- NSAIDs (Non Steroidal Anti-Inflammatory Drugs) - over the counter drugs such as ibuprofen and naproxen are commonly used to help manage osteoarthritis pain. Stronger prescription NSAIDs may also be recommended
- Steroids - cortisone injections into affected joints may help relieve pain and inflammation. The number of injections per year should limited to two as repeated injection may actually accelerate the degeneration of the joint and can weaken and rupture the soft tissues around the joint including ligaments and tendons
If other forms of management have failed, surgery may become a treatment option.
- Arthrodesis - the fusing of bones into position. While the fused joint loses all mobility, the procedure also significantly reduces if not eliminates related pain. The procedure is most commonly performed in the fingers and thumb, wrists, ankles and lower spine. This can then lead to increased loading on adjacent joints, so is often a last resort option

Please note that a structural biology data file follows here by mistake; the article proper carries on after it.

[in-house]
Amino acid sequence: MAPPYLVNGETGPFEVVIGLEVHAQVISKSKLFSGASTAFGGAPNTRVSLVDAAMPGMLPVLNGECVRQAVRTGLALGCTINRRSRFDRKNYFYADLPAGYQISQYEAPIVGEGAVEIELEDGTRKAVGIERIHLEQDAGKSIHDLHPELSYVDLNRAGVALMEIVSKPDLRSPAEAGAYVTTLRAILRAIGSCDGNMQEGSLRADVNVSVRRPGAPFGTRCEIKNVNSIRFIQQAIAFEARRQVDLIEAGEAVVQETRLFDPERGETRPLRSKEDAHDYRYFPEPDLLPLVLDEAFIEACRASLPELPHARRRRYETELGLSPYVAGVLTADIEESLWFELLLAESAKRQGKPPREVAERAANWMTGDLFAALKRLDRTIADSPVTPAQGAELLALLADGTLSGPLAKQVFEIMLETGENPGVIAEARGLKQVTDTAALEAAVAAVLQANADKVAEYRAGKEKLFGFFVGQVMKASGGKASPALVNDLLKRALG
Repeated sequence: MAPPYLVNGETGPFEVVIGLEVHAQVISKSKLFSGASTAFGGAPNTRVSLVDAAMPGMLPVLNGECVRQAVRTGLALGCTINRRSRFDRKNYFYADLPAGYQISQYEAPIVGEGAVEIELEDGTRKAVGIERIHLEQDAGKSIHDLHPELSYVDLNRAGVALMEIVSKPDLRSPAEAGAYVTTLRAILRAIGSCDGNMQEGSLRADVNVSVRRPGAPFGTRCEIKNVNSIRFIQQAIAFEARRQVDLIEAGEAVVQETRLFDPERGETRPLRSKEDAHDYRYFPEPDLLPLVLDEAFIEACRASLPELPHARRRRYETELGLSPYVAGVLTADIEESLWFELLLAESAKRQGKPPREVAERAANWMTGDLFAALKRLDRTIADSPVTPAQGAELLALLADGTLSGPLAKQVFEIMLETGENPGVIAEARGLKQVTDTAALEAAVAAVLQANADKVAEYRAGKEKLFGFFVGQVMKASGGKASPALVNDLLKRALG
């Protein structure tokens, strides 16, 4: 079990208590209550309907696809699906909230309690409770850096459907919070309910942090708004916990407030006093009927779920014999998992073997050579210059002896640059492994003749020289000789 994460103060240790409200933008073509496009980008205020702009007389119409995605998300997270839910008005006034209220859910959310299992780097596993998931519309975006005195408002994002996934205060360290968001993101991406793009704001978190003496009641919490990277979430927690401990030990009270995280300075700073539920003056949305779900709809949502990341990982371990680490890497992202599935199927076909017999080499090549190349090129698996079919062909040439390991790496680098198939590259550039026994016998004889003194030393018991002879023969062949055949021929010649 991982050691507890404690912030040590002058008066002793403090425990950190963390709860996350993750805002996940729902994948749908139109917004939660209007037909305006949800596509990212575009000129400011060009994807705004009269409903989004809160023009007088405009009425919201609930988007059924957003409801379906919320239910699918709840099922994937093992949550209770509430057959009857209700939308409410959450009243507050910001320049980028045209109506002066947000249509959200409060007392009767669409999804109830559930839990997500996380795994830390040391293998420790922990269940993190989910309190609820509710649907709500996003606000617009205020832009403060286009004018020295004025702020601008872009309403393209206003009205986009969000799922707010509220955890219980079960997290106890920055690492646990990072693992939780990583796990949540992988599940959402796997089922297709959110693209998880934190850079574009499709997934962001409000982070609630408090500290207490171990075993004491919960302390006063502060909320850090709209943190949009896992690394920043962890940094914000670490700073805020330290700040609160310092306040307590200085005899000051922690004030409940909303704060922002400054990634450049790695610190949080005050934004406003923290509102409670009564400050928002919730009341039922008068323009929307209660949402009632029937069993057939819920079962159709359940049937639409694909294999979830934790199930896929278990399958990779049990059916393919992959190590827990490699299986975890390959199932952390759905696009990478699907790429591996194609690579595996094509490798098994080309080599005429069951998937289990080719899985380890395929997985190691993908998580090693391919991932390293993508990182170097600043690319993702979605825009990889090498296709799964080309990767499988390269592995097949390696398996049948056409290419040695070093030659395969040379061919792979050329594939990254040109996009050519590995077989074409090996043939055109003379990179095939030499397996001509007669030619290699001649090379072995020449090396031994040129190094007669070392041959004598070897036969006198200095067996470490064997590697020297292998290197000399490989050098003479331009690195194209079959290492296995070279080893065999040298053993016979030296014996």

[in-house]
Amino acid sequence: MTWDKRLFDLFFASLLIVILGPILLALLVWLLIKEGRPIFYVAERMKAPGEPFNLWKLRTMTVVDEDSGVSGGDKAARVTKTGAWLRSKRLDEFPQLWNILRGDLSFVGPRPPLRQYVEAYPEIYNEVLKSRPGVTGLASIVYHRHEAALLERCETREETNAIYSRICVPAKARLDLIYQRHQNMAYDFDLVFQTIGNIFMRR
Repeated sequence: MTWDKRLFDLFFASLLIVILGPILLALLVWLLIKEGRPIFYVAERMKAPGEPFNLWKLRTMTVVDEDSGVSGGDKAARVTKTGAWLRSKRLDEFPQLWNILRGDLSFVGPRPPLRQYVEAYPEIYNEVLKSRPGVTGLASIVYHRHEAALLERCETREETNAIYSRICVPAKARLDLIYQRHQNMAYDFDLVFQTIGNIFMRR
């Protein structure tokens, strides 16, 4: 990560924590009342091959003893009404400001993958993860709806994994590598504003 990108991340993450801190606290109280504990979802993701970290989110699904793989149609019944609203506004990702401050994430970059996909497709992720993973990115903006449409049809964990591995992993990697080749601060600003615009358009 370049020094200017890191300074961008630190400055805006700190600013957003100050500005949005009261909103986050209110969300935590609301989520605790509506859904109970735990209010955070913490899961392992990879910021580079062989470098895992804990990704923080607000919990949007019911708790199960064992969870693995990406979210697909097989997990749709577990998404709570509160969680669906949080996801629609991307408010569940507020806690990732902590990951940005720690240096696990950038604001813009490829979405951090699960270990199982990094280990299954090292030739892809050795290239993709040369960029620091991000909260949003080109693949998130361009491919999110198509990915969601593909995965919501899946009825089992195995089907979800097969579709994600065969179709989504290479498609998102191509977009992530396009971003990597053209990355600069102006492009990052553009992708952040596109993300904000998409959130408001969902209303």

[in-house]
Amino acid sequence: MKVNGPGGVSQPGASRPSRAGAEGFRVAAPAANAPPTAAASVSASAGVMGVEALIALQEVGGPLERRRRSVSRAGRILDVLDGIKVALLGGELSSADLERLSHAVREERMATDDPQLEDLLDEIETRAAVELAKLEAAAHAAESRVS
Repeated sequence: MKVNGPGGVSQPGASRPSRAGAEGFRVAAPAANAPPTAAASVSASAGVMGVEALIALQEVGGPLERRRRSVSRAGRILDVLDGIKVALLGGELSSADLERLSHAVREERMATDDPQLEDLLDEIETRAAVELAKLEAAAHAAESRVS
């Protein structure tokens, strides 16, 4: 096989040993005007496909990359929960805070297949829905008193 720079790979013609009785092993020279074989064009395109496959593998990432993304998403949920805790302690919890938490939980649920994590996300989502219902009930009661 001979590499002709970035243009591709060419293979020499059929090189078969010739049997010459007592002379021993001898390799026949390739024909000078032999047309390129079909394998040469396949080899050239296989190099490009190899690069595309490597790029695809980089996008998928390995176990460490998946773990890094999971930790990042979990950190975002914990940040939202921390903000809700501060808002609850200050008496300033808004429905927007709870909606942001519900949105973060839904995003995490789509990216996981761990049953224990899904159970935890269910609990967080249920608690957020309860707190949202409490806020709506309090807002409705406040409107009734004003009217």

- Arthroplasty - the replacement of joints. During this procedure the joint is removed and replaced with one made of plastic, ceramic, metal or a combination thereof. Most joints affected by osteoarthritis, including vertebrae, may be replaced in this manner. Knees and hips are the most common joint replacement surgeries
- Osteotomy - partial reconstruction of joints. This procedure is typically performed on the knee. Small pieces of bone are removed above and below the joint allowing it to be straightened or realigned
If you’re experiencing pain in your joints, schedule a consultation with a doctor to get a diagnosis. If it’s arthritis, the longer you wait the worse it may get. If you need to search for and book healthcare appointments online, the fastest and easiest way is at myhealth1st.com.au